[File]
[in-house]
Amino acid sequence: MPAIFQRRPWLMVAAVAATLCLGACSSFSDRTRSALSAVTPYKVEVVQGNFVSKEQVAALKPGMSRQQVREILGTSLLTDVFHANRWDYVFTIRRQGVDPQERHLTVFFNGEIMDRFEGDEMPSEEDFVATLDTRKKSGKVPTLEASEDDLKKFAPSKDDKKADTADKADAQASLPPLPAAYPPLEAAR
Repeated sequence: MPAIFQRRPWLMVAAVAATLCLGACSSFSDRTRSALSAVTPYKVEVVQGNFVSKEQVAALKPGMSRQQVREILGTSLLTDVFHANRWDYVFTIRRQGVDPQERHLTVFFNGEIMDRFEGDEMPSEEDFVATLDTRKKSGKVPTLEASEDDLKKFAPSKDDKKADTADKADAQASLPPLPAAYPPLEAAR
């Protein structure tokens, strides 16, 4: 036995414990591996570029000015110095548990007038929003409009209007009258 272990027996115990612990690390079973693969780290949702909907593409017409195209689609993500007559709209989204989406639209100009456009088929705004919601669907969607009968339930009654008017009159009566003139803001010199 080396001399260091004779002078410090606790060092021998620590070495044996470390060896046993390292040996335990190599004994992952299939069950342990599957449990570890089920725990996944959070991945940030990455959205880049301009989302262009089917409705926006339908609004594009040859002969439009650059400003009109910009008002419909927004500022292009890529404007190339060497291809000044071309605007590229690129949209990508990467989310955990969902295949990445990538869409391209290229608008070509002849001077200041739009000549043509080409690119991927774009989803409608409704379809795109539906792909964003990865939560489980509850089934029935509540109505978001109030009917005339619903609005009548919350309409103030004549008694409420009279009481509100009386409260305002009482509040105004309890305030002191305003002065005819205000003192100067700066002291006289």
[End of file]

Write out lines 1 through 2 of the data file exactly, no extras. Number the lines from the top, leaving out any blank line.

[in-house]
Amino acid sequence: MPAIFQRRPWLMVAAVAATLCLGACSSFSDRTRSALSAVTPYKVEVVQGNFVSKEQVAALKPGMSRQQVREILGTSLLTDVFHANRWDYVFTIRRQGVDPQERHLTVFFNGEIMDRFEGDEMPSEEDFVATLDTRKKSGKVPTLEASEDDLKKFAPSKDDKKADTADKADAQASLPPLPAAYPPLEAAR